The Corner

Obama’s Response: So 1990s

Barack Obama, the man Newsweek magazine said was in possession of “almost preternatural equanimity,” seems to be losing his bearings (to quote an Obama phrase from a few weeks ago). I say that based on this story in which Obama called President Bush’s comments yesterday in Israel on appeasement “exactly the kind of appalling attack that’s divided our country and alienates us from the rest of the world.” This comes after yesterday’s accusation by Obama that the president had leveled a “false political attack” against him. (For good measure Hillary Clinton called the president’s comments “offensive and outrageous.” This from the husband and wife team that routinely destroyed people whom they viewed as a threat to their political power.)

If Obama believes the president’s appeasement formulation was wrong, fine; let him make a substantive argument for why that’s the case. And if he wants to present a careful argument for why as president he would meet without preconditions with the leader of not only Iran but also with the leaders of Syria, Venezuela, Cuba, and North Korea, all in his first year, that’s fine, too. In fact, it would be a welcome addition to the presidential debate. But for Obama to lash out in the manner he has is silly and unbecoming.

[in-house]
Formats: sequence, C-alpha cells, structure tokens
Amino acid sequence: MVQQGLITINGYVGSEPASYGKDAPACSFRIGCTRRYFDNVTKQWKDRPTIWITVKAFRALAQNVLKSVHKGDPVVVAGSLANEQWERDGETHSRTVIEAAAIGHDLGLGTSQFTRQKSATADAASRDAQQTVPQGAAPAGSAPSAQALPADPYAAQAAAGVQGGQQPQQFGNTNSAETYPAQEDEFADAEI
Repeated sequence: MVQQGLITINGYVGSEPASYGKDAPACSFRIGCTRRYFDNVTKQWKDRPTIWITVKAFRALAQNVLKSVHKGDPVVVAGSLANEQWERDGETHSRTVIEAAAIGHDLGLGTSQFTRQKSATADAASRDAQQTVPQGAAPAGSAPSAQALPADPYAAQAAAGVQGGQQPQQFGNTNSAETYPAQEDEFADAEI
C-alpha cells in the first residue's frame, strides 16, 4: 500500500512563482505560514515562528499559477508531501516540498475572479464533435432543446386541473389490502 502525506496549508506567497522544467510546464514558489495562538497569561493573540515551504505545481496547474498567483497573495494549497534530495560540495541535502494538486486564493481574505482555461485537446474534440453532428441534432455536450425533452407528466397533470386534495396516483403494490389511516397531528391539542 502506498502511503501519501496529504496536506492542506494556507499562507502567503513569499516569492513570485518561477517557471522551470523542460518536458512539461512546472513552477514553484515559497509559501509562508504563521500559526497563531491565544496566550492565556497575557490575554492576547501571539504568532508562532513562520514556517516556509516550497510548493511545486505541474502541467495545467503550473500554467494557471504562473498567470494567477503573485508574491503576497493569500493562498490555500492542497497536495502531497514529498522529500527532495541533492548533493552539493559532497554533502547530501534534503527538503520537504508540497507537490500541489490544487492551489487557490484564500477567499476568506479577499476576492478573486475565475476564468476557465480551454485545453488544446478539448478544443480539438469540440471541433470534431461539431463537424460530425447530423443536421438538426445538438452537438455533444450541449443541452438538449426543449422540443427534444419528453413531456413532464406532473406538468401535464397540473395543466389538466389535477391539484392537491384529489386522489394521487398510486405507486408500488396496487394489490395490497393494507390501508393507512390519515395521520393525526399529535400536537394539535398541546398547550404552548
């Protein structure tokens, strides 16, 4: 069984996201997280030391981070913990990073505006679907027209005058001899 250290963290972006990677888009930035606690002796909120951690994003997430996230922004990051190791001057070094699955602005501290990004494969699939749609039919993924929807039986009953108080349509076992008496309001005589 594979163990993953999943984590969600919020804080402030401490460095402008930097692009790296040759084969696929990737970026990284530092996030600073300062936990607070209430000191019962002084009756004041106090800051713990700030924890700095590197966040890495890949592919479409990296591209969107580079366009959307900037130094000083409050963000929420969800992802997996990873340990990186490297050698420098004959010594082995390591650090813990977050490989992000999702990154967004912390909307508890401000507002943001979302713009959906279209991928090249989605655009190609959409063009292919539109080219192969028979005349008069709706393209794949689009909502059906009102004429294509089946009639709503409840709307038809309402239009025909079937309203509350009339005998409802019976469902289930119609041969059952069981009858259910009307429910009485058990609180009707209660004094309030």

What is driving this response? Probably the belief by Obama that he’s vulnerable to being portrayed as weak on national security matters and he wants to prove that he can’t be “swift-boated.” But Obama’s response will achieve neither aim and, in fact, it makes Obama look thin-skinned, a bit rattled, and prickly. Indeed, Obama’s response seems so 1990s. His words and the words of the campaign could have come straight from the lips of Paul Begala or other former Clinton attack dogs.

Obama and the Democrat’s DefCon 1 response to the president’s speech to the Knesset is a perfect illustration of the kind of tiresome “old politics” we really don’t need. The early media reports I heard of Bush’s speech didn’t even mention the appeasement line; it was only after Obama’s campaign and other Democrats exploded in (manufactured) fury that it became a political issue at all. Or, perhaps more accurately, a “distraction.” Which is exactly what I thought Obama was trying to move us away from.

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